"Since land prices are much higher in Moratuwa suburbs, many victims made arrangements to purchase lands in surrounding areas such as Piliyandala, Kesbewa, Wadduwa, Panadura and Bandaragama where lands are relatively cheap," he said.
"However when they applied for financial assistance to purchase the lands, the Divisional Secretariat wasted time on inspections and documentation work, and by the time these formalities were completed the land owners would find new buyers," another victim said.
Moratuwa District Secretary was not available for comment, but a subordinate officer said that according to government procedures, funds could be released for purchasing lands after title deeds were certified and valuation reports completed. However, since most lands sought by tsunami victims were located outside the Moratuwa Division, they have to wait till the relevant reports are submitted to them by the respective Divisional Secretariats.
He said that the issue has already been conveyed to relevant Ministries and a conclusive decision is expected soon.
‘Coastal Rising’ pales Tsunami disaster
Two years after the Tsunami, tales of goodwill and generosity have given way to headlines about alleged mismanagement and malfeasance. Despite the challenges that remain, however, communities all over Sri Lanka have overcome odds stacked against them and set examples for reconstruction that can be replicated and should not pass unnoticed.
With support from the U.S. Agency for International Development (USAID), Young Asia Television (YATV) has assembled district-based teams of journalists and civil society activists in the East and South to highlight Tsunami recovery from the community perspective, drawing attention to how citizens, local government, relief agencies and the donor community have risen to the challenge of rebuilding livelihoods and infrastructure along the devastated coast.
U.S. Ambassador Robert O’ Blake at a launch ceremony for the series today said that USAID is proud to support YATV in showing the " ‘other side’ of the story – stories of hope, courage, and success."
Through weekly TV and radio broadcasts as well as print media coverage, YATV will present a 13-part series focusing on instances where communities have successfully rebuilt their ways of life or are in the process of doing so, identifying best practices of democracy and good governance and highlighting the positive contributions of donor- and government-funded Tsunami rehabilitation projects.
Titled "Coastal Rising," the series gives voice to district-based institutions and civil society clusters to share their stories with a national audience. Reportage emphasizes "people’s voices" to illustrate how the relationships have been built across socio-political borders and demonstrate how people can work together in rebuilding the communities in which they live.
"In the end, survivors of the Tsunami can be either victims or agents of change," said USAID Mission Director Rebecca Cohn. "The "can do" spirit of the stories in "Coastal Rising" promises to inspire people to uplift their lives and their communities."
The series began on March 25, the half-hour broadcasts in Sinhalese, Tamil, and English can be seen on four television networks in the evenings, and in Sinhalese and Tamil on SLBC radio Monday mornings and Tuesday and Wednesday evenings.
SRI LANKA: Tsunami recovery strengthened through community engagement tools
Engaging communities and involving them in decision-making activities is a challenging but critical component of relief and recovery operations in Sri Lanka. Communities often find it difficult to keep up with the various projects being implemented within the extensive scope of World Vision's Tsunami Response, particularly with the deteriorating security situation in the East and North of the country. To tackle this potential gap in understanding and participation, World Vision's Humanitarian and Accountability Team (HAT) has been working to establish and maintain an ongoing dialogue with communities to help them identify and find solutions to their development issues, as well as understand their roles and responsibilities regarding the new facilities they receive in the program.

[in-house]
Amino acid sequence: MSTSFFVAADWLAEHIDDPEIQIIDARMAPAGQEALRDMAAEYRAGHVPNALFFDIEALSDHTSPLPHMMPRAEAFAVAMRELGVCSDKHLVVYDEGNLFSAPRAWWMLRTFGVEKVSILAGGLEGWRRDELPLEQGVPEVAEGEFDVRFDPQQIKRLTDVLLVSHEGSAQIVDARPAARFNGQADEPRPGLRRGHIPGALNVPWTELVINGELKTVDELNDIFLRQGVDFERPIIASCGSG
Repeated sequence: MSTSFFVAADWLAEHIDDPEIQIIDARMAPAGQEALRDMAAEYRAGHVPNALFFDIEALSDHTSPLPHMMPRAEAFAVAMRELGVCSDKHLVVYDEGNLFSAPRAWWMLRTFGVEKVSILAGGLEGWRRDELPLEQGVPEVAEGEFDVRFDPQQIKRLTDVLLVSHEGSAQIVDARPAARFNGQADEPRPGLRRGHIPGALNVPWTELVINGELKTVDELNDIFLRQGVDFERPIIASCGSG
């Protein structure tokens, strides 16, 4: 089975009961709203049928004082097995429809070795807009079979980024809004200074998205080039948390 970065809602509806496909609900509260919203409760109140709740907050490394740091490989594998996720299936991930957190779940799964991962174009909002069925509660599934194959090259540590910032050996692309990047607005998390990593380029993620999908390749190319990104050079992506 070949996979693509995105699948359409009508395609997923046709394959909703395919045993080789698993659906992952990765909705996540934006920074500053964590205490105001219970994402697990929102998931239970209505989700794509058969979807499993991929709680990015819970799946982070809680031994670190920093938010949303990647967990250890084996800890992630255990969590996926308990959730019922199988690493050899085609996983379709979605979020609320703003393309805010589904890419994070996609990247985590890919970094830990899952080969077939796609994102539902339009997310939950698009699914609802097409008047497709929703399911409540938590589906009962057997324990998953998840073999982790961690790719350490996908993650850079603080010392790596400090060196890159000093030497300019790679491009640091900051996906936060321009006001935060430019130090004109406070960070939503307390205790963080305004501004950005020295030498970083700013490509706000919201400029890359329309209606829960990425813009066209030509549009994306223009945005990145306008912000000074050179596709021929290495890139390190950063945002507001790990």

Tools such as a Community Transition Program Calendar allows World Vision to effectively communicate its transition out of tsunami areas, as projects are completed over the next nine months. The calendar, which is used at project sites and uses easy to understand symbols, has facilitated smooth discussions with communities in the nine tsunami affected districts in Sri Lanka and has created understanding of project progress, transition, roles and responsibilities, problems and possible solutions.
An innovative tool currently in use is a 3D animation video used to educate tsunami survivors about their rights, responsibilities and entitlements, whilst building social capacity and establishing community action groups. The latter is of utmost importance in tsunami shelter sites because many of the families that move into new homes are not part of the original community. They are reluctant to take ownership of the community's shared problems and volunteer their support to a new community that they feel they have little in common with. Knowledge of rights and responsibilities of government, relief organizations and community is often limited.
The video seeks to help communities adjust to their new environments. Shown by a facilitator, the video details problems that a community might face in the future, such as broken windows and cracks in the wall and discusses the roles and responsibilities of the community in addressing these problems. The discussions that are conducted afterwards provoke new ways of thinking that help the community realize the need for advocacy and joint action. After establishing an understanding among the community members of the importance of their cooperation with one another, World Vision makes sure that they are empowered by establishing Community Action Groups that advocate on common problems, such as garbage disposal. These groups are an elected representative body of women, men and children, chosen through community elections using ballot boxes and nomination forms.
The Community Transition Programs Calendar and 3D animation are just two tools helping to increase community knowledge, encouraging them to mobilize and take action on issues that impact their lives. The tools also hold World Vision accountable to the communities they serve. The animation video can be viewed on www.wvtsunami.org